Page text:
Home > Health & Wellness > Health Library > Diabetic Kidney Disease
Diabetic kidney disease is damage to your kidneys caused by diabetes. This is sometimes called diabetic nephropathy. In severe cases it can lead to kidney failure. But not everyone with diabetes has kidney damage.
The kidneys have many tiny blood vessels that filter waste from your blood. High blood sugar from diabetes can destroy these blood vessels. Over time, the kidney isn't able to do its job as well. Later it may stop working completely. This is called kidney failure.
There are no symptoms in the early stages. So it's important to have regular urine tests to find kidney damage early. As your kidneys are less able to do their job, you may have swelling in your body, often in your feet and legs. Other symptoms may include poor appetite, weight loss, and weakness.
Diabetic kidney disease is diagnosed using tests that check how well your kidneys are working. These include a test that checks for a protein called albumin in the urine. Another test checks how well your kidneys are filtering waste from your blood. This is called the estimated glomerular filtration rate (eGFR).
The main treatment for diabetic kidney disease is medicine to lower your blood pressure and prevent or slow kidney damage. Lifestyle changes can help. Keeping your blood sugar levels within your target range can also help slow kidney damage.
Health Tools help you make wise health decisions or take action to improve your health.
To help prevent kidney damage, keep your blood sugar in your target range and control your blood pressure. Do this by eating healthy foods, staying at a healthy weight, exercising regularly, and taking medicines as directed. If there's protein in your urine, high blood pressure medicines can help keep kidney damage from getting worse.
There are no symptoms in the early stages of diabetic kidney disease. If you have kidney damage, you may have small amounts of protein leaking into your urine. (This is called albuminuria.)
As diabetic kidney disease progresses, your kidneys can't do their job as they should. They can't clear toxins or balance the chemicals in your blood very well. You may:
You may have symptoms if your kidney disease gets worse. They include:
If the kidneys are severely damaged, blood sugar levels may drop. That's because the kidneys can't remove excess insulin or filter medicines that increase insulin production.
Diabetic kidney disease is diagnosed using tests that check how well your kidneys are working. These include a test that checks for a protein (albumin) in the urine. Another test checks how well your kidneys are filtering waste from your blood. This is called the estimated glomerular filtration rate (eGFR).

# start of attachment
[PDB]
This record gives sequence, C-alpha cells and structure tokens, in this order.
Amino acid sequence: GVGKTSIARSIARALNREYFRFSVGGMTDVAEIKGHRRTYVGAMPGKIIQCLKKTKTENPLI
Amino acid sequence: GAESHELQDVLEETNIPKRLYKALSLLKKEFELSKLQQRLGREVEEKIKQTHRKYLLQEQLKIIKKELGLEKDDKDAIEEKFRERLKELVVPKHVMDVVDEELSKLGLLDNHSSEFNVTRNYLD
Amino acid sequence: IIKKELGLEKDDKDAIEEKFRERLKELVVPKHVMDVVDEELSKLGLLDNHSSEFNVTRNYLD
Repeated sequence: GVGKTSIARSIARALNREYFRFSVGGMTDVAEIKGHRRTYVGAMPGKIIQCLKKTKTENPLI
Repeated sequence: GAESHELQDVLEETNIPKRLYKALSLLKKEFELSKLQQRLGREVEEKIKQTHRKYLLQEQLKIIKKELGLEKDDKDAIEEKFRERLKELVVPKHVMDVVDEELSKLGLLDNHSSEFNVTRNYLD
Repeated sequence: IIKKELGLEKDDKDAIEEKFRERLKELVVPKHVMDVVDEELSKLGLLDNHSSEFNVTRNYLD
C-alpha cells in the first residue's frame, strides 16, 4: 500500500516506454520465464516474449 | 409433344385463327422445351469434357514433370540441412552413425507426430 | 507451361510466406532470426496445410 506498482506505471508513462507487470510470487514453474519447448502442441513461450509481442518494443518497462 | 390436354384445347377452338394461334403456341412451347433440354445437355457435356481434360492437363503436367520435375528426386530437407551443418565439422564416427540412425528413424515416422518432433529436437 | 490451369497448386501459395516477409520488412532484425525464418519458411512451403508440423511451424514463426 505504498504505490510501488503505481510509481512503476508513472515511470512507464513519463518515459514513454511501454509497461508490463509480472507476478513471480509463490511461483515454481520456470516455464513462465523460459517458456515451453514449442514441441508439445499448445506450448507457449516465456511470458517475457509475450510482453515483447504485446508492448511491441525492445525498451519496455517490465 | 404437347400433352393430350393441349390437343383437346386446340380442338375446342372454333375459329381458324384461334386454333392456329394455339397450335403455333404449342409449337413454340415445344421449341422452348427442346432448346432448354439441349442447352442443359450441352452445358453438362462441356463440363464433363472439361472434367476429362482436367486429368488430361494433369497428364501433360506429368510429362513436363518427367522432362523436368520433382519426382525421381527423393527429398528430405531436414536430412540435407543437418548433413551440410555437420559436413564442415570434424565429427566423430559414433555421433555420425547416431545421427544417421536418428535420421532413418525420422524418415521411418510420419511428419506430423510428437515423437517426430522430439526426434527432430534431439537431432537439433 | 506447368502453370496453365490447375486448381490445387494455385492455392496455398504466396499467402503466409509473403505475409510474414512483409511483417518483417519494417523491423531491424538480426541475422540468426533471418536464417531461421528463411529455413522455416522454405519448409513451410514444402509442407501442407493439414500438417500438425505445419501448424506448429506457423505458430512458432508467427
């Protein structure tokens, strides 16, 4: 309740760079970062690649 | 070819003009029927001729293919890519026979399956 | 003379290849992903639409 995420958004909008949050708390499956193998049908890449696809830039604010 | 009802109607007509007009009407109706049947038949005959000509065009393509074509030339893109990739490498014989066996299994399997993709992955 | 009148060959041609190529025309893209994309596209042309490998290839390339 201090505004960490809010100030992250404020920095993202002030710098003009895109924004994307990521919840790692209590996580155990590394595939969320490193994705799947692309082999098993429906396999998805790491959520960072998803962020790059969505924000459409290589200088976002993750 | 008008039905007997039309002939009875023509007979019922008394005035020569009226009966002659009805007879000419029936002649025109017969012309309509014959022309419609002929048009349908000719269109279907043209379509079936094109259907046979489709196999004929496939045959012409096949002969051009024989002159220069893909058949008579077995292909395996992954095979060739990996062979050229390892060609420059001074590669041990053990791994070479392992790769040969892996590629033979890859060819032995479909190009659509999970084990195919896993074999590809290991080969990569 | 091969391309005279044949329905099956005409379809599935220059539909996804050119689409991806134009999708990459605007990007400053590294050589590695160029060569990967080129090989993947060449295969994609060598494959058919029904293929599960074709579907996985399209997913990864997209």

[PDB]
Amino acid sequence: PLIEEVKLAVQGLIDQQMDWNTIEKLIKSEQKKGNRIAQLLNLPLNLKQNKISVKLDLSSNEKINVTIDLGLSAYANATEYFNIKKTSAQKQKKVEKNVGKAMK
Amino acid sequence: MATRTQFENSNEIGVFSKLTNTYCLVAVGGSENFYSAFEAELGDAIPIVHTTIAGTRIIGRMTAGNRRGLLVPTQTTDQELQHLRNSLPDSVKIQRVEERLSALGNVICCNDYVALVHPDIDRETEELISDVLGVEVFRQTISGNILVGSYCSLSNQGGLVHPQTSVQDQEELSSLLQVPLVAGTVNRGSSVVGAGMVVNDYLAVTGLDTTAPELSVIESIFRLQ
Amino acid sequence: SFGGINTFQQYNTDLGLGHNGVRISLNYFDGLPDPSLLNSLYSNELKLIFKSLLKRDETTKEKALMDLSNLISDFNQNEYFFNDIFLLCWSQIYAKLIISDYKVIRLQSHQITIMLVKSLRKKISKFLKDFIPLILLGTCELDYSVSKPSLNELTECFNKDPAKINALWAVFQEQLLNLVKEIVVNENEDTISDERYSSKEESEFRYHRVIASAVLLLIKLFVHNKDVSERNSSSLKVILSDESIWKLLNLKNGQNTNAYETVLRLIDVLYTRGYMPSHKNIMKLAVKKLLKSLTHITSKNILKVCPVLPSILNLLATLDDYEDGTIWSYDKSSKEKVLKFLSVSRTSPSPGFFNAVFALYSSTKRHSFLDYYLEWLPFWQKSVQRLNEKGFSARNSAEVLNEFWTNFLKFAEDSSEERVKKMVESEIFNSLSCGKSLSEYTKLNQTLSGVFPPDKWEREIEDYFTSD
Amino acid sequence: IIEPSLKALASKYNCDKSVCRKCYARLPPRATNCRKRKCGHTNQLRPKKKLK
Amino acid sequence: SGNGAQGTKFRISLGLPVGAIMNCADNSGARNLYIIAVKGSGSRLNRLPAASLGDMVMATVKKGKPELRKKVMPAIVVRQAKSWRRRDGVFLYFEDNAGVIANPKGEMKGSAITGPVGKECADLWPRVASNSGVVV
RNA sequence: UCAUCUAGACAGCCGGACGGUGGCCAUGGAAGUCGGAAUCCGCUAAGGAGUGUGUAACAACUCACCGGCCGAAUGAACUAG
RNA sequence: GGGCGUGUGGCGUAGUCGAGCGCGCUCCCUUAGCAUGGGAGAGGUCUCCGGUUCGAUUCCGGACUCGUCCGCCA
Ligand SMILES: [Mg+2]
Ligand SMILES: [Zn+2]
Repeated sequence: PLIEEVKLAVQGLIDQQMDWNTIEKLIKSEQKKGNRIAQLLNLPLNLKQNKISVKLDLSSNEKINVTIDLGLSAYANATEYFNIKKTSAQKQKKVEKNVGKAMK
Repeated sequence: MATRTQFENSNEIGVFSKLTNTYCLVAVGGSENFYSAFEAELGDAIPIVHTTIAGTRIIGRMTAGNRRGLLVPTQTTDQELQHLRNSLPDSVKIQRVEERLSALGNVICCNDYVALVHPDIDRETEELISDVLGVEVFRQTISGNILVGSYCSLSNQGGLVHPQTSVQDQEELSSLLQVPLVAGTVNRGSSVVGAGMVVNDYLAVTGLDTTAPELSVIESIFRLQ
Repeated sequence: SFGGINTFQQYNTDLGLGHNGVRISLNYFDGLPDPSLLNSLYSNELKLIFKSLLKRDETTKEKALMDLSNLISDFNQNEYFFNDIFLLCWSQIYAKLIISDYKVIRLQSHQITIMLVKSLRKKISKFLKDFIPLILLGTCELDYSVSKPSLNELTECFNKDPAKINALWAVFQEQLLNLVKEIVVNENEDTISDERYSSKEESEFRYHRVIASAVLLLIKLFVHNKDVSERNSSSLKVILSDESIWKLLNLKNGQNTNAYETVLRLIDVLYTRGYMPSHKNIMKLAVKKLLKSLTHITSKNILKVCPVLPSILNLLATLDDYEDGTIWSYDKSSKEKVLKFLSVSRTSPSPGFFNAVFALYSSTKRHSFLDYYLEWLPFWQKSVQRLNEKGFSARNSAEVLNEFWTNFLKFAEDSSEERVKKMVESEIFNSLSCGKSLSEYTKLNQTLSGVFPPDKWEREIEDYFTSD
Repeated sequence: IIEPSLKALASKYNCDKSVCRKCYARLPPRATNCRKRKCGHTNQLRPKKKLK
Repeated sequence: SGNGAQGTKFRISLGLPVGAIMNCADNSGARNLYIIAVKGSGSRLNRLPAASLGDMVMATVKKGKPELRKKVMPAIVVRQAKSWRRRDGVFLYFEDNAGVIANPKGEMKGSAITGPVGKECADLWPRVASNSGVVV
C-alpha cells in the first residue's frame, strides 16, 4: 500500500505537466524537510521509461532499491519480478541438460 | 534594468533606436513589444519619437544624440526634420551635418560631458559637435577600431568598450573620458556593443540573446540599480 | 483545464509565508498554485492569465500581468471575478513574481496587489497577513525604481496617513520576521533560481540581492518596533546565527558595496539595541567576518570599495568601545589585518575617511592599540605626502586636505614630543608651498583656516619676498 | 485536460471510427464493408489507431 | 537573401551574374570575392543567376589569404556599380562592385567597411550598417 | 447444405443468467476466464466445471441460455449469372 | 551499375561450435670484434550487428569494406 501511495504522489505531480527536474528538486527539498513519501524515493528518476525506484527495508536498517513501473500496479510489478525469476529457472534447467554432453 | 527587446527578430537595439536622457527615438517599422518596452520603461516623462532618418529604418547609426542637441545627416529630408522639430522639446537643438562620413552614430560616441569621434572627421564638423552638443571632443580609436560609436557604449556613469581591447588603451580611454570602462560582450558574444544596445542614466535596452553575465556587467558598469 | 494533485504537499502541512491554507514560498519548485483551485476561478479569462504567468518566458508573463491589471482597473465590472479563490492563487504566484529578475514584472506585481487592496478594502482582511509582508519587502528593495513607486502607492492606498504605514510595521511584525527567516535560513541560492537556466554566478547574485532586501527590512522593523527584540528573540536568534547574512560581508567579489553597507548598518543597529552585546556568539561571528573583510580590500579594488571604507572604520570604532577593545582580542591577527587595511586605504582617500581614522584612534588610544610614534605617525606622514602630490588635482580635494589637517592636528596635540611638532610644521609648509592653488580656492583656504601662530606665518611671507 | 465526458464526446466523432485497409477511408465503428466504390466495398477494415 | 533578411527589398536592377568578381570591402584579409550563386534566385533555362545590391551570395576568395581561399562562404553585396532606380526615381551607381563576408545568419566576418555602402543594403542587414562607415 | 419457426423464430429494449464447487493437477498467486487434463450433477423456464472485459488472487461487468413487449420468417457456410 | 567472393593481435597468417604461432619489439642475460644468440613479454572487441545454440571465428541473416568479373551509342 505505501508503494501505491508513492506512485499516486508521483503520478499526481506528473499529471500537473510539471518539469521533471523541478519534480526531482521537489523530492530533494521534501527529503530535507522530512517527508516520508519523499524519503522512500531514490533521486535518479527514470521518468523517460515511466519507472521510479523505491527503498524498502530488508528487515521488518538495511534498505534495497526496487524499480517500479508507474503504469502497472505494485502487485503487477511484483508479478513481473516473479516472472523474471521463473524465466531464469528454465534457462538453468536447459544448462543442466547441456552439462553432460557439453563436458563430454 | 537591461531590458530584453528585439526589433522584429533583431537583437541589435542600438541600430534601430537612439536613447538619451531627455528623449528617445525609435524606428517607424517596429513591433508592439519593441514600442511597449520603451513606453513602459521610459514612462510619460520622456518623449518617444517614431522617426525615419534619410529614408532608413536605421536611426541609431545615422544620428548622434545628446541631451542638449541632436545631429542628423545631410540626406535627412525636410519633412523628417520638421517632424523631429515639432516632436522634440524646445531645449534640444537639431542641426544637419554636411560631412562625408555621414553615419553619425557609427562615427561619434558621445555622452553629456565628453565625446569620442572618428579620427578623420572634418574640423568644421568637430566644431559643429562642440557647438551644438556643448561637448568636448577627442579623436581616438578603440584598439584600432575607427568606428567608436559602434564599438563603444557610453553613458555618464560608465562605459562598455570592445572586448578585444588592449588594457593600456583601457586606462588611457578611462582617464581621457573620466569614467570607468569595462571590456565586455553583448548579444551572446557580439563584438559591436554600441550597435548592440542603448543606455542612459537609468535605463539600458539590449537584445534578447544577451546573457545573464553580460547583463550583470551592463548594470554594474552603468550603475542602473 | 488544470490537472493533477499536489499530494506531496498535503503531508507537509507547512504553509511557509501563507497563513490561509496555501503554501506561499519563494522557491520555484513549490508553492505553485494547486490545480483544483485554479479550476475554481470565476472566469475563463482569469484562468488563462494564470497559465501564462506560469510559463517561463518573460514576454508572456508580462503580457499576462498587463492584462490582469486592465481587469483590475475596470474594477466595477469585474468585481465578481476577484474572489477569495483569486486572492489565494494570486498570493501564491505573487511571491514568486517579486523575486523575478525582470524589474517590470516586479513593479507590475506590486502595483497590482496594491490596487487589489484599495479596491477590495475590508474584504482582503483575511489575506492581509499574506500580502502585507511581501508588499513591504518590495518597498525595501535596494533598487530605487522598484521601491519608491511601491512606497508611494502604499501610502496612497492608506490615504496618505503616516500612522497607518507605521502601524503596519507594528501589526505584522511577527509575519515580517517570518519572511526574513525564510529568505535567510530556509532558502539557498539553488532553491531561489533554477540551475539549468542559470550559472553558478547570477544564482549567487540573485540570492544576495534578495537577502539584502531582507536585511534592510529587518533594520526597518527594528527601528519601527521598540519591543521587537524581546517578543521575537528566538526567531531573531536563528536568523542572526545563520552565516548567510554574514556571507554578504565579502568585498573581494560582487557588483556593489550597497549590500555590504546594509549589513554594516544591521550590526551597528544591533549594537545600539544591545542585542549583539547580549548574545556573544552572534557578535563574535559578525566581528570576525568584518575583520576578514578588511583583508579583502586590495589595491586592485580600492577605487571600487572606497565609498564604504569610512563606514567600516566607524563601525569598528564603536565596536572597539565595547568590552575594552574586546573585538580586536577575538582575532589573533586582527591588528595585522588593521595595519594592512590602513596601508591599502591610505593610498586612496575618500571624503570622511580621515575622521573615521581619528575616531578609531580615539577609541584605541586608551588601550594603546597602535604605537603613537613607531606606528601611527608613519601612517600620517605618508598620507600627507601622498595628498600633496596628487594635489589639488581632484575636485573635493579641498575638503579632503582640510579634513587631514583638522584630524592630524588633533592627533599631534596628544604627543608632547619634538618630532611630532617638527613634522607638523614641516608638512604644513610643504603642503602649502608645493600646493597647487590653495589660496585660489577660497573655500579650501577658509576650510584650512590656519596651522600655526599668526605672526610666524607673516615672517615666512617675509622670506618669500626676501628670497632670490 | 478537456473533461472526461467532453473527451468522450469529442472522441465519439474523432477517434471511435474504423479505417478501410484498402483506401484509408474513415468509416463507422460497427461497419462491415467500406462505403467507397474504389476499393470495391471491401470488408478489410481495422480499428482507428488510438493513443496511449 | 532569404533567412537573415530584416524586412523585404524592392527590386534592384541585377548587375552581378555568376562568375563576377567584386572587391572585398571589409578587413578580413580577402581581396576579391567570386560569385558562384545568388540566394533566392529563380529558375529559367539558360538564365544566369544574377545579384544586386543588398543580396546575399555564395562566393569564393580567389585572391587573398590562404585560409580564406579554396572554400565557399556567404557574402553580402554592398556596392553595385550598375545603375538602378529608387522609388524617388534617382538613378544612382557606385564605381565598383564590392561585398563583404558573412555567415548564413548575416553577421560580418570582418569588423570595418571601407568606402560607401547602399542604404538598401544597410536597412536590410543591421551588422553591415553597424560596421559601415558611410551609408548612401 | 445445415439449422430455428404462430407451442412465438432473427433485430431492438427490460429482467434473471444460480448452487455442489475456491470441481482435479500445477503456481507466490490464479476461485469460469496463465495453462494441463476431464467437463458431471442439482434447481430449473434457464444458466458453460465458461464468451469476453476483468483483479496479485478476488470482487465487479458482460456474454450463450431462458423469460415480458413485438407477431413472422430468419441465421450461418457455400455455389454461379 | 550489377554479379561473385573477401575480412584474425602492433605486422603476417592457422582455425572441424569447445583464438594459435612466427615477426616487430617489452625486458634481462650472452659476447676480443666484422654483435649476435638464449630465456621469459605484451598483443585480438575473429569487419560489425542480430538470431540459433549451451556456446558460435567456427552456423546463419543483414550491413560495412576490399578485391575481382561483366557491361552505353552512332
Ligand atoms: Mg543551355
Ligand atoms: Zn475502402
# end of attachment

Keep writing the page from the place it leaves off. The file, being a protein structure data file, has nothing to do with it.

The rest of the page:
An albumin urine test can detect very small amounts of protein in the urine. This allows doctors to find kidney disease early. Starting treatment early can prevent further damage to the kidneys.
The eGFR is measured using a formula that compares a person's size, age, and sex to blood creatinine levels. As kidney disease gets worse, the eGFR number goes down.
When your doctor will start checking your kidney function depends on the type of diabetes you have. After testing starts, it should be done every year.footnote 1
The main treatment is medicine to lower your blood pressure and prevent or slow the damage to your kidneys. Medicines include:
There are other steps you can take. For example:
As kidney damage gets worse, your blood pressure and cholesterol level rise. You may need to take more than one medicine to treat these problems. If damage becomes severe, you may need kidney dialysis or a transplant.
American Diabetes Association (2022). Standards of medical care in diabetes—2022. Diabetes Care, 45(Suppl 1): S1–S259. Accessed January 3, 2022.
Current as of:
April 13, 2022
Author: Healthwise StaffMedical Review: E. Gregory Thompson MD - Internal MedicineKathleen Romito MD - Family MedicineAdam Husney MD - Family MedicineTushar J. Vachharajani MD, FASN, FACP - Nephrology
Current as of: April 13, 2022
Author: Healthwise Staff
Medical Review:E. Gregory Thompson MD - Internal Medicine & Kathleen Romito MD - Family Medicine & Adam Husney MD - Family Medicine & Tushar J. Vachharajani MD, FASN, FACP - Nephrology
To learn more about Healthwise, visit Healthwise.org.
© 1995-2022 Healthwise, Incorporated. Healthwise, Healthwise for every health decision, and the Healthwise logo are trademarks of Healthwise, Incorporated.